Lock and Key of the Kingdom

River Dour

Support the site! Please use the advertiser links

Email this Page to a Friend
Contact Us
<< Back


Image:  The Dour - Barton Path - June 2001.
The Dour - Barton Path - June 2001.

Image:  The Dour - Maison Dieu Gardens - June 2001.
The Dour - Maison Dieu Gardens - June 2001.


The river Dour is about four miles long with its main source at Watersend, near Temple Ewell. An estate map of 1774 shows a tributary coming in from the Alkham Valley but all that now remains of this stream are the lakes at Bushy Ruff, from where the stream flows into the main river at Kearsney Abbey. Sometimes though, at times of particularly heavy rain, this stream runs again, flowing over the fields to feed the Bushy Ruff lakes once more. From Kearsney Abbey the Dour flows on through the town until it reaches the sea via the Wellington Dock.


It is to the Dour that Dover owes its existence. The valley cut by the river through the chalk cliffs provided shelter to the earliest settlers. The discovery of the Bronze Age Boat shows that the valley has been inhabited for at least 3550 years. In Roman times the wide estuary of the Dour made a convenient harbour, and for a while the Roman fleet in Britain was based here. The estuary was quite wide up to the time of the Norman Conquest but over the years it silted up and the harbour moved to the west of the river's mouth.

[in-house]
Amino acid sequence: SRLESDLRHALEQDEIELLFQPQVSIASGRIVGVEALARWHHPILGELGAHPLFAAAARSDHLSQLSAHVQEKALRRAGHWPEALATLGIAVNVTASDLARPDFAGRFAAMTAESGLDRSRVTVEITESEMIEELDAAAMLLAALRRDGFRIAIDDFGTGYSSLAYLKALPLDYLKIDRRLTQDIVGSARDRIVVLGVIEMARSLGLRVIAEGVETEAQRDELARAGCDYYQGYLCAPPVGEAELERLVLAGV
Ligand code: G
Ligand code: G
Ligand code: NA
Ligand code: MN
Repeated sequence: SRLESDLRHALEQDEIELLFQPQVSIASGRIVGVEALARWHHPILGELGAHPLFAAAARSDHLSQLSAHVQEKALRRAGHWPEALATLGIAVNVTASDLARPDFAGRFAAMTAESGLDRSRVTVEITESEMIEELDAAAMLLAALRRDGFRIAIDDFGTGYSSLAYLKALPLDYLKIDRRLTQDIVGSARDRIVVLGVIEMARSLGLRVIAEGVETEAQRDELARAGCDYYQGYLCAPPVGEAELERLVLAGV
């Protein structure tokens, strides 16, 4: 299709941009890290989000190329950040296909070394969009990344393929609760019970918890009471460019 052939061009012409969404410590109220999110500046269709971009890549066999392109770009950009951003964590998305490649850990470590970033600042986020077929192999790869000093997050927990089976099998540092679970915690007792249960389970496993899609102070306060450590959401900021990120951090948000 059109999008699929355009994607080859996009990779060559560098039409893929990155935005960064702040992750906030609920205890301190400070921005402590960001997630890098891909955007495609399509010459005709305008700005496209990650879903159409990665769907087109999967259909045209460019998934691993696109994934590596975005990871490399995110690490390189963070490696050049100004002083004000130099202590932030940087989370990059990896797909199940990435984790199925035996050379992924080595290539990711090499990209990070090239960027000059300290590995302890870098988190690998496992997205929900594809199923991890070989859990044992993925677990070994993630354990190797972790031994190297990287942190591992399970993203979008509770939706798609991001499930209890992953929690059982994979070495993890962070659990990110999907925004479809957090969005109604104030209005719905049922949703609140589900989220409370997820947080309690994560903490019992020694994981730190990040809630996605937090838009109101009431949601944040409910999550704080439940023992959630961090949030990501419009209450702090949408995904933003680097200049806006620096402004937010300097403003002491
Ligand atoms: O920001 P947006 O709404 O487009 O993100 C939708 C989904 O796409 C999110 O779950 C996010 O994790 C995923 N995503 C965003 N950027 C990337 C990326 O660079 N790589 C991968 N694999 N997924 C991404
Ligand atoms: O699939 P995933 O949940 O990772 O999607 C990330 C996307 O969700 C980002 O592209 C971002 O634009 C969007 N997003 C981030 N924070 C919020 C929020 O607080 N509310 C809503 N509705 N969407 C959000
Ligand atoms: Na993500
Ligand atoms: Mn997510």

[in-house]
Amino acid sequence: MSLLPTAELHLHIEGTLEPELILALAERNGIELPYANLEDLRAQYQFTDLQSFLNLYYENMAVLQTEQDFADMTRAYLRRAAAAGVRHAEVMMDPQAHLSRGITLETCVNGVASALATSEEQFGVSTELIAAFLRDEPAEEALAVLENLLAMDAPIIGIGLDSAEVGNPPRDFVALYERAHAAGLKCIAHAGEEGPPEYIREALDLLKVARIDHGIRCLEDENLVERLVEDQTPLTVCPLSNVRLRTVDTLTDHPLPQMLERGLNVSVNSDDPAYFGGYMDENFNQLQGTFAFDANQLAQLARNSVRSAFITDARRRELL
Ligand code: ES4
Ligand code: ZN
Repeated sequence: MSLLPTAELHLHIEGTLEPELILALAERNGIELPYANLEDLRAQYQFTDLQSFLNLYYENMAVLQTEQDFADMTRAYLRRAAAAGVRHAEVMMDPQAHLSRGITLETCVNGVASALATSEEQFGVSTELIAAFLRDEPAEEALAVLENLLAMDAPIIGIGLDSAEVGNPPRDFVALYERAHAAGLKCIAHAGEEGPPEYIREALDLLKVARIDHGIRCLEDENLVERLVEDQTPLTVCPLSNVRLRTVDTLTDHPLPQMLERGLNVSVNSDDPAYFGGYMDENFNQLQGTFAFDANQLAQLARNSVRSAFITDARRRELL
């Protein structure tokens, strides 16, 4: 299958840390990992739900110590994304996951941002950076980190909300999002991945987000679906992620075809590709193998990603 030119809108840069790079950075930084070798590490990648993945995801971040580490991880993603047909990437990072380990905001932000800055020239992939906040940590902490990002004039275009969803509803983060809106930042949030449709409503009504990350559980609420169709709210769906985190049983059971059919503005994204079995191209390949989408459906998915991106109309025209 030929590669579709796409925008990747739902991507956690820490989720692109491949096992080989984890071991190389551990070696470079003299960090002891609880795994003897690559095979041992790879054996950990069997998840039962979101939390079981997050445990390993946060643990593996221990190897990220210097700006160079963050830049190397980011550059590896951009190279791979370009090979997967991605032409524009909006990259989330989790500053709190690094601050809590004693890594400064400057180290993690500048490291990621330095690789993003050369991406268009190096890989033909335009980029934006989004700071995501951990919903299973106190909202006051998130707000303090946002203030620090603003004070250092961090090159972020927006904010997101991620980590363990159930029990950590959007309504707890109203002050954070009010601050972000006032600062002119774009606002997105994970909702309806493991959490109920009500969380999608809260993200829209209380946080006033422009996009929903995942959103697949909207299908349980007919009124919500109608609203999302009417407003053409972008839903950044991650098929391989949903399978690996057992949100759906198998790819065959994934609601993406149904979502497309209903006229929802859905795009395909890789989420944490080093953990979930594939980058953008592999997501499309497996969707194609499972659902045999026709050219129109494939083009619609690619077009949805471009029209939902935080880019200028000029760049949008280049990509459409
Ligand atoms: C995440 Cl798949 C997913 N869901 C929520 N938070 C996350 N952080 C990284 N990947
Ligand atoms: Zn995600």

Image:  The Dour - Buckland Bridge c.1900.
The Dour - Buckland Bridge c.1900.


It also seems likely that the town and river take their names from the same root, although the two have parted company down the centuries as pronunciation and spelling changed.


Image:  Chitty's Flour Mill - Charlton c.1920.
Chitty's Flour Mill - Charlton c.1920.

The Dour has had an industrial use since at least AD 762, when the first written record of a Dover corn mill was made. This mill, probably at Buckland, was also the first recorded mill in Britain. Over the years the Dour has supplied the energy for thirteen watermills, of which eight were corn mills, the others producing paper. The river has been a source of power or water for other industries, including iron foundries, saw mills and a tannery.




Image:  Shakespeare Cliff.transparent